it is often difficult to test the neuro-enhancement in healthy individuals caused by methylphenidate. In general cognitive processes one would subsume an enhancement would be on the emotional, motivational and cognitive functions within healthy individuals. Unlike other drugs such as AChEI (used in the treatment of the neurodegenerative disease Alzheimer’s) where Emre etal., (2004) and McKeith et al.,(2000) convey positive effects of AChEI on cognition and neuropsychiatric measures such as mood , anxiety and visual hallucinations- the use of methylphenidate conveys quite modest results on cognitive enhancement (Mehta et al., 2011). Although previous research by Rependatis (2010), found the use of methylphenidate increases memory, there was no consistent evidence to support a substantial effect. Additionally, though Mehta et al ., (2000) did convey that Ritalin did improve spatial working memory, a finding supported by Elliot et al., (1997). However, in a recent analysis Mehta et al (2011) attributes previous findings to the variance of baseline ability. The plethora of research surround the effect of methylphenidate is largely inconsistent and there is little evidence to suggest methylphenidate can be used as a cognitive enhancer. Contrariwise to popular belief, there has been evidence to suggest that methylphenidate could actually impair previous cognitive abilities (Schaaf et al.,, 2013 ). In testing the effects of Ritalin on reward and punishment learning in healthy students, Schaaf et al., (2013), conveyed that the effect of Ritalin on baseline spatial working memory tasks varied in terms of tasks and demand between individuals. Although, methylphenidate improved reward and punishment behaviour in high working memory subjects, it impaired those with low working memory . These inconsistent results may be partially due to the inverted U shape, whereby dopamine D1 antagonist can selectively modulate cognitive processes, such as SWM. Excessive levels of D1 in the prefrontal cortex can impair working memory (Vijayraghavan et al.,2007). However, adverse effects of methylphenidate can also been seen in repeated use ( Lapworth et al.,2009). Lapworth et al., (2009) suggest that methylphenidate is associated with hostility, aggression, and psychotic symptoms in repeated users, where the repeated use of methylphenidate increases “positive psychotic symptoms that contribute to a perception of the environment as a hostile and threatening place as well as by increasing impulsivity”.
The reliability and validity of the aforementioned research comes into context when looking at the methods for testing the cognitive effects of methylphenidate on healthy individuals. A large body of research lacks substance and is largely inconclusive do to the variability in methods, additionally the generalizability attributed to methylphenidate be taken with a reasonable amount of judicious concern (Tucha O,2006) . So far there have been no comprehensive studied in normal subjects showing a fair effect of methylphenidate as a cognitive enhancer. A fundamental flaw in research is largely evident in a lack of standardized testing methods. For example, In ADHD patients there is a clear deficiency which one is able to target and improve to normalise baseline levels of hyperactivity however, in normal individuals there is no baseline. How one compare against a “standard of enhancement” when there does is no standard for which to compare. Additionally, when using methods such as SWM It’s difficult to subsume that the change in cognition is due to methylphenidate rather than other cognitive processes. A researcher is yet to be able to pinpoint the source of effect as the brain involves a process of complex, interlinked networks. A classic example of this exists in Mehta et al (2000) research to test the effects of methylphenidate. Participants were presented with a spatial working memory task, tested with the Cambridge Neuropsychological Automated Battery Test (CANTAB). Results showed the dependent variables like spatial memory were enhanced by the IV (Mehta et al 2001). However, in a later study Mehta et al (2011), attributed the findings to the effect sizes, where average ratings for the effect of ADHD are produced by caregiver and parent responses, thus they are not correct methods of analysis for cognitive effects rather they convey behavioural effects. Furthermore, the majority of research presented on methylphenidate does not fairly analyse the negative effects with inducing methylphenidate, instead Elliot et al., (1979) purely focus on the positive effects and do not report any negative side effects, thus resulting in a bias portrayal of the overall cognitive effects of methylphenidate. Moreover on further analysis of the literature it is also evident that there is a large disparity in the duration of the trials presented and the dosages of methylphenidate given. For instance Mehta et al.,(2000) uses almost 20 mg more than Elliot et al., (1979) and Reprantis et al., (2000).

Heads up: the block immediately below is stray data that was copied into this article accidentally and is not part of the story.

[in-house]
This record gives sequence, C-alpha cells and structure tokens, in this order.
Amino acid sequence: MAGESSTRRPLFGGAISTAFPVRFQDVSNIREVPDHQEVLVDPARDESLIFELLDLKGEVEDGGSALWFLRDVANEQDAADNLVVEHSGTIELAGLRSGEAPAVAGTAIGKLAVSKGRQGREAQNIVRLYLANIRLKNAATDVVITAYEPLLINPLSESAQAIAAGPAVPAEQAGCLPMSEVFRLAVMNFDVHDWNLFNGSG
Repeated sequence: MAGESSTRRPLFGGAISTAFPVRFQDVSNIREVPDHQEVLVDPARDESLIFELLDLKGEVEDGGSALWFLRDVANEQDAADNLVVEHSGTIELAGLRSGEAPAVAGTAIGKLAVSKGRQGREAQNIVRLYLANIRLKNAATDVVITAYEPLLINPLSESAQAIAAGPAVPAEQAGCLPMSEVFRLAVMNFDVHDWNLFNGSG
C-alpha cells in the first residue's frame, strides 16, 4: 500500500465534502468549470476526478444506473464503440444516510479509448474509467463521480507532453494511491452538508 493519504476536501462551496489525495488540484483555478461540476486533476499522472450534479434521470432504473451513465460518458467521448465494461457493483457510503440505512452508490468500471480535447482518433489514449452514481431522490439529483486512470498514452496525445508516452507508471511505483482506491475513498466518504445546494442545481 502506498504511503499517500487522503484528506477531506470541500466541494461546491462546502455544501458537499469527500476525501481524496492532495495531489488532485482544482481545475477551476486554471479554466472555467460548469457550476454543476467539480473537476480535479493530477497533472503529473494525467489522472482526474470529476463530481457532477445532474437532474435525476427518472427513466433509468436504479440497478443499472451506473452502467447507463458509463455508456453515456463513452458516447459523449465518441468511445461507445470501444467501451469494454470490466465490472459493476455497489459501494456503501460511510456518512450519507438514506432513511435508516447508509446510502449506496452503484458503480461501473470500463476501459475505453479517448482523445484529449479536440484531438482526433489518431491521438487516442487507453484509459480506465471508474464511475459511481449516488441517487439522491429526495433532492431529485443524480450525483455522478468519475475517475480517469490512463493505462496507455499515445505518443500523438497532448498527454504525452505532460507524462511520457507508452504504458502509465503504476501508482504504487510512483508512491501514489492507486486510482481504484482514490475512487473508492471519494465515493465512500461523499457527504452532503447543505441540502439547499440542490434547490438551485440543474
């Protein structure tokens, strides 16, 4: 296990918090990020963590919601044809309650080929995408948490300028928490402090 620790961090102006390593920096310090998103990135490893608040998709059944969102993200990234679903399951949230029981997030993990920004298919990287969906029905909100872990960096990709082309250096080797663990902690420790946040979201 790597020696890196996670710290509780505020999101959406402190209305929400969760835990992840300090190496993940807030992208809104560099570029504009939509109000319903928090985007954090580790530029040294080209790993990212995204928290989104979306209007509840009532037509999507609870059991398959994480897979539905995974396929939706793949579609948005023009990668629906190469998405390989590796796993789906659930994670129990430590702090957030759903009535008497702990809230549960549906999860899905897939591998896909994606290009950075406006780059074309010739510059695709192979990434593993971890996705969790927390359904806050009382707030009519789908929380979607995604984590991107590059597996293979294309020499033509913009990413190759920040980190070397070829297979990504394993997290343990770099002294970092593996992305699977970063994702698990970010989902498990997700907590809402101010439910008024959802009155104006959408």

In a larger context the reliability of methylphenidate as a cognitive enhancers is somewhat limited due to a complete lack of evidence and dubious testing methods. Research would benefit from further analysis to improve standard baselines and methods of comparison within pharmacology.